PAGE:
What can we learn from this about other plastic surgeries that we are more likely to take for granted as the result of natural or universal beauty?  Breast implants for women, breast reductions for men, liposuction, facelifts, labiaplasty, or eyelid surgery?

Lots of interesting conversations to be had.

Lisa Wade is a professor of sociology at Occidental College and the author of Gender: Ideas, Interactions, Institutions, with Myra Marx Ferree. You can follow her on Twitter and Facebook.

“Shed Your Weight Problem”

Our recent post collecting examples of creative resistance to sexually objectifying advertising was a big hit, which makes me think y’all are going to love this one.  The National Eating Disorder Information Center paid to put up a creative ad/trash can.  It reads “Shed your weight problem here” and encourages passers-by to dispose of their fashion magazines.

2 3Another great example of how organizations can creatively push back against the harmful messages spread by corporations for profit.

Lisa Wade is a professor of sociology at Occidental College and the author of Gender: Ideas, Interactions, Institutions, with Myra Marx Ferree. You can follow her on Twitter and Facebook.

Female Movie Stars Peak at Age 34, but Men See Success Till the End

A new study on the differential earning power of male and female movie stars beings with a quote from Jennifer Jason Leigh:

It’s the nature of the business. People equate success with youth (source).

She’s half right.   Irene Pater and her co-authors looked at the pay of 265 actors and actresses who appeared in Hollywood films from 1968 to 2008.  They found that the average earnings of actors rises until the age of 51 and remains stable after that.  The average earnings of actresses, in contrast, peaks at 34 and decreases “rapidly thereafter.”

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Source: USA Today

Sarah Jessica Parker, then, was more on the mark:

There is still a discrepancy in earning power between men and women in Hollywood. And it becomes doubly unfair when you think of our earning potential in terms of years.  Actresses are like football players. They have a small window of prime earning ability (source).

So, is this sexism or just “market forces”?  That is, is female acting work devalued compared to men’s because people in positions of power don’t value women?  Or is it because casting women over 34 decreases box office returns, whereas casting older men does not?  Pater and her colleagues suggest that it’s sexism.  One study, they explain,

…actually examined the combined effect of gender and age on box office performance [and] revealed that casting a female lead older than 32 years of age does not influence a movie’s box office performance, whereas casting a male lead older than 42 decreases box office revenues by almost 17% (source).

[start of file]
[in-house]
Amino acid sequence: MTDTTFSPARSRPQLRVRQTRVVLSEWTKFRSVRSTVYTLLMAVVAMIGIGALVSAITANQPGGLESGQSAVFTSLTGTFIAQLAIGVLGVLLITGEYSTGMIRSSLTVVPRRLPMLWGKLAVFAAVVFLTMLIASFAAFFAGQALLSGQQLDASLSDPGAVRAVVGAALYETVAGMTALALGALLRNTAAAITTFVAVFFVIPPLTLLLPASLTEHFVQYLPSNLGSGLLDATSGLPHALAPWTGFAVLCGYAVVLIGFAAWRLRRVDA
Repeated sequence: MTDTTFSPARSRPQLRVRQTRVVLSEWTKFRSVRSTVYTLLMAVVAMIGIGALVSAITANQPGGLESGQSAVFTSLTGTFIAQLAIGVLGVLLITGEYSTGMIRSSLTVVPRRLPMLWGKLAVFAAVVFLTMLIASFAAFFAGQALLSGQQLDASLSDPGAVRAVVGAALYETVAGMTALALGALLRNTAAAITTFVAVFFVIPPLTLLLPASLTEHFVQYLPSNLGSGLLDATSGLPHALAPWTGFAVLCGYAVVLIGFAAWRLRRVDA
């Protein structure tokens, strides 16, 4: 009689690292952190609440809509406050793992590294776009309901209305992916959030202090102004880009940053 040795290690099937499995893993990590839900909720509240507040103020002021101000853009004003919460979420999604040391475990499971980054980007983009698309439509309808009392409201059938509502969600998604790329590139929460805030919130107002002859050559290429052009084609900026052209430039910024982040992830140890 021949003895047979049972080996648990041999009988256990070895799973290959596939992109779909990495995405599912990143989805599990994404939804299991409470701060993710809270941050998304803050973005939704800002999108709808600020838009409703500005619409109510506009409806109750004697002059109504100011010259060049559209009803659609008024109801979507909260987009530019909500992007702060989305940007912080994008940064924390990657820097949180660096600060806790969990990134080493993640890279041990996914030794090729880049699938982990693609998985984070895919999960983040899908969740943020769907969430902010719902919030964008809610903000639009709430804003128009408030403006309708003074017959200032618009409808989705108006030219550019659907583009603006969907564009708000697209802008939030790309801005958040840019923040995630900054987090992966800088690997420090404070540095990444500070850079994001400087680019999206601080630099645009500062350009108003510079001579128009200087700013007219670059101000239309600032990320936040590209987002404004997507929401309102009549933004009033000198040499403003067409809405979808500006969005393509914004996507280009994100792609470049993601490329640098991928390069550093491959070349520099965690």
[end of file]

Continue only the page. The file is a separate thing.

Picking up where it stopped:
So the presence of male actors in their forties and over decreases box office revenue, but they still get paid more than women of the same age.  In contrast, casting women in their mid-thirties and over doesn’t bring down profits, but she’s still less valuable in the eyes of producers.  Sexism sounds like a plausible explanation to me.

Lisa Wade is a professor of sociology at Occidental College and the author of Gender: Ideas, Interactions, Institutions, with Myra Marx Ferree. You can follow her on Twitter and Facebook.

The SocImages Re-Touching/Photoshop Collection

We’re cultivating a Pinterest page featuring revealing examples of re-touching and photoshop.  Here are our nineteen newest contributions, borrowed from JezebelBuzzfeed, and Photoshop Disasters.

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Perfect without a belly button (ebay); Lindsey Lohan once also had a mighty migrating belly button:

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Terrifying proportions (Westfield Mall):

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And Good Housekeeping too:
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Take care with the placement of that right hip (Victoria’s Secret):

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Let us count the ways (Speigel, Victoria’s Secret, and Laffy Taffy via Photoshop Disaster):

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See our full Pinterest page here.

Lisa Wade is a professor of sociology at Occidental College and the author of Gender: Ideas, Interactions, Institutions, with Myra Marx Ferree. You can follow her on Twitter and Facebook.

Wrinkle-Washed: Female Faces in Film Marketing

We’re celebrating the end of the year with our most popular posts from 2013, plus a few of our favorites tossed in.  Enjoy!

The philosopher Susan Sontag has written achingly about the way in which men are allowed to age and women are not.